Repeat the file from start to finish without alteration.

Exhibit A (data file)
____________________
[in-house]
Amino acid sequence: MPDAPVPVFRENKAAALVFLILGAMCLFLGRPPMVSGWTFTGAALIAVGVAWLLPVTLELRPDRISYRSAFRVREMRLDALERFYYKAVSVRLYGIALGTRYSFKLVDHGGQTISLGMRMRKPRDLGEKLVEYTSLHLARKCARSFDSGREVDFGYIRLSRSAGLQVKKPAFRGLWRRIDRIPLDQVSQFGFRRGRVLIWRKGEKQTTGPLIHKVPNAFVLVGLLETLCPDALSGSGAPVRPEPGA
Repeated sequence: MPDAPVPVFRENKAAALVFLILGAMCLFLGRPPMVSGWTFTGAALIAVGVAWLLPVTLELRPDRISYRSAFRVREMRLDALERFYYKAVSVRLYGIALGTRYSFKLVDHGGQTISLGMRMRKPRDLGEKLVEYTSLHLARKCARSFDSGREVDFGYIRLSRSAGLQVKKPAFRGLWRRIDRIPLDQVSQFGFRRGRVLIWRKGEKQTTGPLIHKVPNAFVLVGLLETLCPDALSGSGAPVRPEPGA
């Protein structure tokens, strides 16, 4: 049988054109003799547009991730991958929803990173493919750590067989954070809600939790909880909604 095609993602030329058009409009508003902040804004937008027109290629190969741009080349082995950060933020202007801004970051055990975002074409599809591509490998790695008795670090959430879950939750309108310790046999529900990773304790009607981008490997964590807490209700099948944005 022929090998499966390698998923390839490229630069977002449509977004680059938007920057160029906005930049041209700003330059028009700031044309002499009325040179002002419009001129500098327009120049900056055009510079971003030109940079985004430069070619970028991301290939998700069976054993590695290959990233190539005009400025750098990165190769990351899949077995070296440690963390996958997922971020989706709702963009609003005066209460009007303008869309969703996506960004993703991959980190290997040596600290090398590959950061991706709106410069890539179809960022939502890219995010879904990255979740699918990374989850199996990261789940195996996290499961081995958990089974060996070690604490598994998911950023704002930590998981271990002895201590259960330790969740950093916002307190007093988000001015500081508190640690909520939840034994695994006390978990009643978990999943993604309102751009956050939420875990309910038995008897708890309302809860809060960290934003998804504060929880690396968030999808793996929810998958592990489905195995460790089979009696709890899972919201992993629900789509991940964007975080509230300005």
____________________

[in-house]
Amino acid sequence: MPDAPVPVFRENKAAALVFLILGAMCLFLGRPPMVSGWTFTGAALIAVGVAWLLPVTLELRPDRISYRSAFRVREMRLDALERFYYKAVSVRLYGIALGTRYSFKLVDHGGQTISLGMRMRKPRDLGEKLVEYTSLHLARKCARSFDSGREVDFGYIRLSRSAGLQVKKPAFRGLWRRIDRIPLDQVSQFGFRRGRVLIWRKGEKQTTGPLIHKVPNAFVLVGLLETLCPDALSGSGAPVRPEPGA
Repeated sequence: MPDAPVPVFRENKAAALVFLILGAMCLFLGRPPMVSGWTFTGAALIAVGVAWLLPVTLELRPDRISYRSAFRVREMRLDALERFYYKAVSVRLYGIALGTRYSFKLVDHGGQTISLGMRMRKPRDLGEKLVEYTSLHLARKCARSFDSGREVDFGYIRLSRSAGLQVKKPAFRGLWRRIDRIPLDQVSQFGFRRGRVLIWRKGEKQTTGPLIHKVPNAFVLVGLLETLCPDALSGSGAPVRPEPGA
């Protein structure tokens, strides 16, 4: 049988054109003799547009991730991958929803990173493919750590067989954070809600939790909880909604 095609993602030329058009409009508003902040804004937008027109290629190969741009080349082995950060933020202007801004970051055990975002074409599809591509490998790695008795670090959430879950939750309108310790046999529900990773304790009607981008490997964590807490209700099948944005 022929090998499966390698998923390839490229630069977002449509977004680059938007920057160029906005930049041209700003330059028009700031044309002499009325040179002002419009001129500098327009120049900056055009510079971003030109940079985004430069070619970028991301290939998700069976054993590695290959990233190539005009400025750098990165190769990351899949077995070296440690963390996958997922971020989706709702963009609003005066209460009007303008869309969703996506960004993703991959980190290997040596600290090398590959950061991706709106410069890539179809960022939502890219995010879904990255979740699918990374989850199996990261789940195996996290499961081995958990089974060996070690604490598994998911950023704002930590998981271990002895201590259960330790969740950093916002307190007093988000001015500081508190640690909520939840034994695994006390978990009643978990999943993604309102751009956050939420875990309910038995008897708890309302809860809060960290934003998804504060929880690396968030999808793996929810998958592990489905195995460790089979009696709890899972919201992993629900789509991940964007975080509230300005």